promise, nor the returning birds and faith, the long
nights, their stars, their deaths, the following days.

 

Eifel

“Scarecrow Questions” first appeared here in February 2016.

Self-Portrait with W

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Self Portrait with W

One might claim a double victory, or after the Roman Empire’s fall, a reclamation
from the slurred “b” and its subsequent reduction.

Survival of the rarely heard, of the occipital’s impulse.

The oak’s crook performs a similar function.

Shielding myself from adjuration, I contemplate the second family
root, weighted in weapons, in Woden, in wood.

Not rejection, but acceptance in avoidance.

The Japanese homophone, daburu, bears a negative connotation.

Original language was thought to be based on a natural
relation between objects and things.

Baudelaire’s alphabet existed without “W,” as does the Italian.

The recovery of lost perfection is no longer our aim.

When following another, I often remain silent.
As in two, as in answer, as in reluctance, reticence.

We share halves – one light, one shadowed, but both of water.

Overlapped or barely touching, still we complete.

 

* * *

“Self-Portrait with W” originally appeared in the Silver Birch Press Self-Portrait series in 2014, and was reprinted in my chapbook, The Circumference of Other, included in Ides, a one-volume collection of fifteen chapbooks published by Silver Birch Press and available on Amazon.com.

OLYMPUS DIGITAL CAMERA

 

Palinode (egg, politics, pathology)

 

Palinode (egg, politics, pathology)

Who determines completion if not the morning’s best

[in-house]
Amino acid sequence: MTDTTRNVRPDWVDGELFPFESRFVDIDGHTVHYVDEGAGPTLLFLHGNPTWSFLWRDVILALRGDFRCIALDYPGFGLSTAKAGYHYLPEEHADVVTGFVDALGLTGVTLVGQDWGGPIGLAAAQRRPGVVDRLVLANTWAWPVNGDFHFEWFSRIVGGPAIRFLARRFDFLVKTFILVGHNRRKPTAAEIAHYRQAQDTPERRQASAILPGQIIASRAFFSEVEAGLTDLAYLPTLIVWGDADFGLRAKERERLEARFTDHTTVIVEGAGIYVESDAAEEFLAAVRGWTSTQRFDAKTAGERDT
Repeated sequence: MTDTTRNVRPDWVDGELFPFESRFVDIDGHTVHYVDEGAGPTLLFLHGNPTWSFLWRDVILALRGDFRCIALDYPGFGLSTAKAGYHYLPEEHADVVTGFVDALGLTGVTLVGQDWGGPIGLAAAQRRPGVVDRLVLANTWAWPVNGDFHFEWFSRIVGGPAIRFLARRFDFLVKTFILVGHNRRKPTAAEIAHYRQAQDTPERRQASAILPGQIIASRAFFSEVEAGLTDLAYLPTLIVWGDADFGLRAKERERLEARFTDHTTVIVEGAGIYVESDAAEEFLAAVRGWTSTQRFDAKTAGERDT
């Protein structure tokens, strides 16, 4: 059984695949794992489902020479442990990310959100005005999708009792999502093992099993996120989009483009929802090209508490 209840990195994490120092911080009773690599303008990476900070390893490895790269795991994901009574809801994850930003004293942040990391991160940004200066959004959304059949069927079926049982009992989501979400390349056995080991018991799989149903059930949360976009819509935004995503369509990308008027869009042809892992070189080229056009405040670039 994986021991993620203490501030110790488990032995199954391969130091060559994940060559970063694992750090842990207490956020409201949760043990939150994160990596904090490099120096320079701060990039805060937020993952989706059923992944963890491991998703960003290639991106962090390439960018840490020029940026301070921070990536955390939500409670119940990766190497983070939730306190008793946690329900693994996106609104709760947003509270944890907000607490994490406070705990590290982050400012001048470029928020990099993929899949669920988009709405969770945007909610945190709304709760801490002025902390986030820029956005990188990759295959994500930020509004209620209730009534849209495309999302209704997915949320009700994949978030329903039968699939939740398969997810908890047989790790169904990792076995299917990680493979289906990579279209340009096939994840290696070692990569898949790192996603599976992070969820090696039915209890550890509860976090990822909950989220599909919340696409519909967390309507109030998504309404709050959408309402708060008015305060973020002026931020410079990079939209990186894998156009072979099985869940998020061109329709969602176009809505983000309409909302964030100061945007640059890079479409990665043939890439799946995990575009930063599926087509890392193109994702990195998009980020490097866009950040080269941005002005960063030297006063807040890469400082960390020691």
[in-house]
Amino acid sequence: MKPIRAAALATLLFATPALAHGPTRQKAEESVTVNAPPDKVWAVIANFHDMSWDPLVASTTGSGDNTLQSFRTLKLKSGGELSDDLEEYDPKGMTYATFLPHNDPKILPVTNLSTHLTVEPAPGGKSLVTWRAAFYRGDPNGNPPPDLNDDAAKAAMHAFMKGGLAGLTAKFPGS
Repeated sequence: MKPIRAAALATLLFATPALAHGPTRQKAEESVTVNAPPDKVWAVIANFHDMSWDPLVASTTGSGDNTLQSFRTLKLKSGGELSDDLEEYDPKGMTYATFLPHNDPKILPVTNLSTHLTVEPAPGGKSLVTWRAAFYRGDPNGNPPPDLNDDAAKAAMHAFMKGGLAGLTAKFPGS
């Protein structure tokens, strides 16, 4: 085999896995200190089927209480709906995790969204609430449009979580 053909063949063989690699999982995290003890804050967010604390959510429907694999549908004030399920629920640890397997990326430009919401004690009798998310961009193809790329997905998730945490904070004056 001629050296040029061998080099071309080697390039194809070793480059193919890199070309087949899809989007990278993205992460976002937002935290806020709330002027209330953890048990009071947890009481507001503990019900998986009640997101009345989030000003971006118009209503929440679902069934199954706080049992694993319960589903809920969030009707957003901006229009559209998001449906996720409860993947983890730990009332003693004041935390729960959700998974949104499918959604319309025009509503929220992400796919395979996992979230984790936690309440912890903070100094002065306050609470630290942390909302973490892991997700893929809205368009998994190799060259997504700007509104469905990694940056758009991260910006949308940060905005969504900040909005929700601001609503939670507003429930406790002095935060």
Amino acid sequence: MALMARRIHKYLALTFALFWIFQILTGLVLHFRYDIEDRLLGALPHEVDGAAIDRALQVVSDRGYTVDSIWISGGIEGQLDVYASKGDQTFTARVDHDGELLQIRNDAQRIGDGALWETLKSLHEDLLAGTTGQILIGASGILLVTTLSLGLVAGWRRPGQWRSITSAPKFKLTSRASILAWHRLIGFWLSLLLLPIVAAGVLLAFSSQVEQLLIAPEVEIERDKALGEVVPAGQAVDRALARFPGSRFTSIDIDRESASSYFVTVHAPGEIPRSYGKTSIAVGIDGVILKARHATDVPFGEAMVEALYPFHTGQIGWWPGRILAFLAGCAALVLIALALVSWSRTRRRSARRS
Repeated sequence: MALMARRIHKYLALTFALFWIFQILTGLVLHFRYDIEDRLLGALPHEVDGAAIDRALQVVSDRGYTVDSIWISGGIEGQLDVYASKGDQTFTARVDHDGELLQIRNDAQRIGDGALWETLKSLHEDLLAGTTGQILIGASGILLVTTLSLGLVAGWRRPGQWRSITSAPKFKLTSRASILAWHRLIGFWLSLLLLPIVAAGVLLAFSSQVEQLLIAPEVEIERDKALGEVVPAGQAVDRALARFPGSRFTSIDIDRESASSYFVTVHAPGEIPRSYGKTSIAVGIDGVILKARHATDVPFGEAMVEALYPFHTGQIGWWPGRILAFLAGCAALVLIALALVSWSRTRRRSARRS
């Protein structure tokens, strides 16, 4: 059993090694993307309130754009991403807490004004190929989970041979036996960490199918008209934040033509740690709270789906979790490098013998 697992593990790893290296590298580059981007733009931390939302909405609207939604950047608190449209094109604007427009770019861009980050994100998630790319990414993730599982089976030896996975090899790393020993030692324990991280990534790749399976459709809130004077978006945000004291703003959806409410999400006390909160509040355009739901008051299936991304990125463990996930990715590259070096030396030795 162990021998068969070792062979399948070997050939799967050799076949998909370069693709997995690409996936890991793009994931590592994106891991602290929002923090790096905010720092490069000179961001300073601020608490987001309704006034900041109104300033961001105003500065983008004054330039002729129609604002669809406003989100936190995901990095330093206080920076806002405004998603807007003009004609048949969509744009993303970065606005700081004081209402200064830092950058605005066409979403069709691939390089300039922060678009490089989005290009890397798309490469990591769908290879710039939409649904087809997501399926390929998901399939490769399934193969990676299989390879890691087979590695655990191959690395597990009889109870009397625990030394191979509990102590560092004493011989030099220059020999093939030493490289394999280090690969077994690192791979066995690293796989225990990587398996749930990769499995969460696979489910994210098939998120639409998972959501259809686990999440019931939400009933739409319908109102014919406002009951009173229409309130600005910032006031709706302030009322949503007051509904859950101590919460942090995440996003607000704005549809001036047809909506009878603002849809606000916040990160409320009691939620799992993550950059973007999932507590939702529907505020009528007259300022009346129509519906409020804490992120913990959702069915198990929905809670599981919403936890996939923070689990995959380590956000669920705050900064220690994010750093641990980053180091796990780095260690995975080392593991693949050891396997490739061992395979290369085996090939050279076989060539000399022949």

layer? The answer is what comes first, not the
question, which replenishes the old deviltry: I am not
whole: I am partial: I am absent: you. Please define
node. Taking exception, rules mediate the norm. Fried,
poached, scrambled, radiated, coddled, baked, raw,
boiled, I serve myself, and in turn am served, when,
truth be told, I’d rather serve you. Twice.

I’d rather serve you twice than be pushed aside, a
thimbleful of nectar fermented and forgotten in
someone’s late pantry. Or worse, cast into the Pacific,
swallowed by a Fukushima-fed tuna, caught and
auctioned to an Alaskan sushi chef and left to molder
at week’s crossing. The point at which a wave has an
amplitude of zero, or a pathological swelling. That one
moment of clarity before night’s fall.

That one moment of clarity before night’s fall at
Juneau’s 716 Calhoun Avenue, which posits the
ability to see beyond sight: the blind hen produces
more, never pausing to consider repercussive issues.
Progeny, pathological swellings, statements of the
incurious. Do we use squirmish? I take, or am given,
offense. Without you, I am the silence preceding the
letter, an untoward growth, the silence remaining.

Without you, I am the silence preceding the letter
terminating at vision’s end: a fence, the Phoenician
form which birthed H, or two posts joined at
midsection and later, abandoned. Breach. Enough.
One’s last egg brought to fruition, a terminus in
thought or language carelessly placed. A bruising
point between vanishing waves or carted through
our long nights. Denial. The pathology revealed.

 

 

 

“Palinode (eggs, politics, pathology) first appeared at ISACOUSTIC* in October 2019. Many thanks to editor Barton Smock for his tireless efforts to promote poetry and poets.